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A.K.L v. M.S.L

December 11, 2012

A.K.L., PLAINTIFF-RESPONDENT,
v.
M.S.L., DEFENDANT-APPELLANT.



On appeal from the Superior Court on New Jersey, Chancery Division, Family Part, Bergen County, Docket No. FM-02-2664-10, and Hudson County, Docket No. FM-09-1722-09.

Per curiam.

RECORD IMPOUNDED

NOT FOR PUBLICATION WITHOUT THE APPROVAL OF THE APPELLATE DIVISION

Argued Telephonically November 15, 2012 -

Before Judges Reisner, Yannotti and Hoffman.

In this divorce case, defendant M.S.L. appeals from two interlocutory orders, dated November 19, 2010 and November 30, 2010, awarding custody of the parties' child to plaintiff A.K.L., and from the dual final judgment of divorce (JOD) dated March 11, 2011.*fn1

The orders resulted from a bench trial held before Judge Mary F. Thurber, on eleven days between April 2010 and August 2010. On November 19, 2010, the judge issued an order awarding plaintiff sole custody of the child, for reasons set forth in an oral opinion placed on the record on that date. On March 11, 2011, Judge Thurber issued a comprehensive written opinion setting forth her findings of fact and conclusions of law concerning the divorce judgment, including the custody issue. Having reviewed the record, we find that Judge Thurber's decisions are supported by substantial credible evidence, are consistent with applicable law, and do not represent an abuse of discretion. Accordingly, we affirm the orders on appeal.

I

The facts are set forth at length in Judge Thurber's opinions and need not be repeated here in the same level of detail. The parties are both immigrants from India and both have family still living there. They were married in 2002.

They have one child, who was born in 2005. They separated in January 2009, and plaintiff filed a divorce complaint in March 2009.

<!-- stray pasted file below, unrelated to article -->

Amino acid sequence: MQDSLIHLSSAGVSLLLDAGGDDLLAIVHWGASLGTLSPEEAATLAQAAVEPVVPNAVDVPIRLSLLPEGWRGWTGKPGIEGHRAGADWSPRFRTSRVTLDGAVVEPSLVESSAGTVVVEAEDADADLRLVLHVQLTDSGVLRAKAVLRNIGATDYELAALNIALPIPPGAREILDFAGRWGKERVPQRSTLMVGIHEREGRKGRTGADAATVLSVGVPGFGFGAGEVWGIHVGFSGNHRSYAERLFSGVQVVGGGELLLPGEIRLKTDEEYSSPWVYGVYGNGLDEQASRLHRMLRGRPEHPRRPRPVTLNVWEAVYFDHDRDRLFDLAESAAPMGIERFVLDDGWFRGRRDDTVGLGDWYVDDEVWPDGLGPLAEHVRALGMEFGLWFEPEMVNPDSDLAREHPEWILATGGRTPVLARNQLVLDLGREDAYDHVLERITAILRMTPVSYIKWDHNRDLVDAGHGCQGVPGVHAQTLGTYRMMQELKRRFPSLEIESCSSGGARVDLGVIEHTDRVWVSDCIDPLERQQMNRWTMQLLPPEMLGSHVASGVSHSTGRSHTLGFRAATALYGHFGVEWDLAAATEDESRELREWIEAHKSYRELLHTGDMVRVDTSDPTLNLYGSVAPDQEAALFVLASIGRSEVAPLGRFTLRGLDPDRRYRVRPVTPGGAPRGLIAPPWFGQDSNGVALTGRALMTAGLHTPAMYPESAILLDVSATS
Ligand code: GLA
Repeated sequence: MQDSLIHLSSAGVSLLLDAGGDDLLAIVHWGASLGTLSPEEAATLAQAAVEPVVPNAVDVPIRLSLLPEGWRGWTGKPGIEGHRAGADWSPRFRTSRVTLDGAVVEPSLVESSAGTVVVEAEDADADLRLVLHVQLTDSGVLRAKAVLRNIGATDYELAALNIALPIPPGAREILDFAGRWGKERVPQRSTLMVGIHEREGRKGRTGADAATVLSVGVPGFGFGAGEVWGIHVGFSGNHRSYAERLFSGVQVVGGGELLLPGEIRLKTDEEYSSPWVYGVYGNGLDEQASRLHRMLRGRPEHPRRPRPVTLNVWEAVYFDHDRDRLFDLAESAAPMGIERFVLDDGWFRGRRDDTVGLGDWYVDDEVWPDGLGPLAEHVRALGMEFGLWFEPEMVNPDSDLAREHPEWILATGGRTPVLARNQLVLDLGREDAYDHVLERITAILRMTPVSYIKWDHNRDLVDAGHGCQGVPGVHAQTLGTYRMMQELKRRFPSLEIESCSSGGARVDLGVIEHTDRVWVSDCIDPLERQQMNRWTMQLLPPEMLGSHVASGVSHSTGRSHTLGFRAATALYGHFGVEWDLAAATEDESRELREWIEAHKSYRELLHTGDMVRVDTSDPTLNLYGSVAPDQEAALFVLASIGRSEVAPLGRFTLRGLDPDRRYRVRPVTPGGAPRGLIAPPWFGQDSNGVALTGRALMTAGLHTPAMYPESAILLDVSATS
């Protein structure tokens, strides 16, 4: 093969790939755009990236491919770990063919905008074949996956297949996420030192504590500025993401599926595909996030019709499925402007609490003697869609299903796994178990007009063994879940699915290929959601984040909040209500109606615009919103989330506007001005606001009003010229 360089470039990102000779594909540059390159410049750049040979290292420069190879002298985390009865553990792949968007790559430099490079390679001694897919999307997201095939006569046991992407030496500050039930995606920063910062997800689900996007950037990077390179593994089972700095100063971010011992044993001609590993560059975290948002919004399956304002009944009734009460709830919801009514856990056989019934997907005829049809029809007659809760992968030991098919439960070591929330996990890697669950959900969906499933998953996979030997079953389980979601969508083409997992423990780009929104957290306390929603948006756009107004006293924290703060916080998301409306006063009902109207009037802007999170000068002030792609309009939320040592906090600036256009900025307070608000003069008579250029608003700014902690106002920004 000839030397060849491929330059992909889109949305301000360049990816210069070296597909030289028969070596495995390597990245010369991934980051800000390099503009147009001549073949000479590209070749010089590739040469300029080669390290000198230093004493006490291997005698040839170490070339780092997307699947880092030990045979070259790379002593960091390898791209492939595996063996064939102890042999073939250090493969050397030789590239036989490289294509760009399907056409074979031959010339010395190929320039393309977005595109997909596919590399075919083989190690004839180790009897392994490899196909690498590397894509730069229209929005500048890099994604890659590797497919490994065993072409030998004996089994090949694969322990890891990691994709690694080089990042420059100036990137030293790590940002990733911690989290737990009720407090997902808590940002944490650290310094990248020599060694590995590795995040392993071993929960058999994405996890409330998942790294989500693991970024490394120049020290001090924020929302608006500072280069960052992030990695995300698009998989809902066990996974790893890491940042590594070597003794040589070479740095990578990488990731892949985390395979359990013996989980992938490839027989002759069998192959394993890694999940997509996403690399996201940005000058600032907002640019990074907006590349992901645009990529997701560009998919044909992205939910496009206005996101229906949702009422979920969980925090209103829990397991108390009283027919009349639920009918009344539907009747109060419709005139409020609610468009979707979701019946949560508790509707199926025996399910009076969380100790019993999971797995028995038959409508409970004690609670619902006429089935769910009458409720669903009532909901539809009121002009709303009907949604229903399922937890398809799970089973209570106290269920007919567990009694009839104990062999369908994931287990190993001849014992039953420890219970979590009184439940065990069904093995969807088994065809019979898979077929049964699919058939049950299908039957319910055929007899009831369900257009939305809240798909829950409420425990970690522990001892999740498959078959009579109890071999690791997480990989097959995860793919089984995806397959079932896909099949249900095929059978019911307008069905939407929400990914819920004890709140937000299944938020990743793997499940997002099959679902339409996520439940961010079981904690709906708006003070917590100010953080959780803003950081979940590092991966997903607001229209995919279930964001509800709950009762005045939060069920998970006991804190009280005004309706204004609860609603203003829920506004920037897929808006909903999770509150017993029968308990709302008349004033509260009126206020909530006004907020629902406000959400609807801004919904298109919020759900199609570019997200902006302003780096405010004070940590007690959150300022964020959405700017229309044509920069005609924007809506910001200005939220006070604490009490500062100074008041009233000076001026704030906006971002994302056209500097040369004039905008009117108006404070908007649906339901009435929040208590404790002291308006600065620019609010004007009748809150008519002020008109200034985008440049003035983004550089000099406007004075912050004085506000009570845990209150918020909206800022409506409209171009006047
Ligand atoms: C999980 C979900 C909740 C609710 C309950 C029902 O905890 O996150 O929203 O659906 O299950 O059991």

The post-filing events were contentious. In January 2010, A.K.L. sought to take the child with him on a trip to India. M.S.L. filed a motion opposing the trip, claiming that A.K.L. intended to kidnap the child and keep her permanently in India. Although the judge ordered that A.K.L. not take the child on the trip, she later determined that M.S.L. had submitted perjured certifications in support of her motion.

After hearing extensive trial testimony, the judge found that when the child was in M.S.L.'s custody, M.S.L. engaged in a pattern of force-feeding her. The court-appointed expert had opined that if M.S.L. had kept the child at the table for meals longer than a half hour, it would be a matter of concern to him. The judge found that M.S.L. kept the child sitting at the table for hours. Based on her evaluation of witness credibility, the judge found these facts*fn2

The court finds that M.S.L. committed a number of extremely distressing acts related to feeding - force-feeding [A.L.], dumping food on her head, losing control and screaming at her, pulling her hair, cursing at her in English and Hindi, calling her stupid, idiot, slapping her. A.K.L. testified that when [A.L.] was younger (1-2 years old) he witnessed such out-of-control scenes one to two times per month. He stated that he, his mother-in-law ([S.S.]) and their nanny all had to intervene at various times to stop M.S.L. and to help her calm down. M.S.L. did not dispute that she sent A.K.L. an email promising not to hit [A.L.], or that she wrote a note stating "[A.L.] I am deranged, I will hurt you."

At trial M.S.L.'s mother denied ever having seen M.S.L. force-feed [A.L.] However, she had admitted in a taped conversation with A.K.L. that M.S.L. had recently told her ([S.S.]) many of the things she had done and [S.S.] was ...


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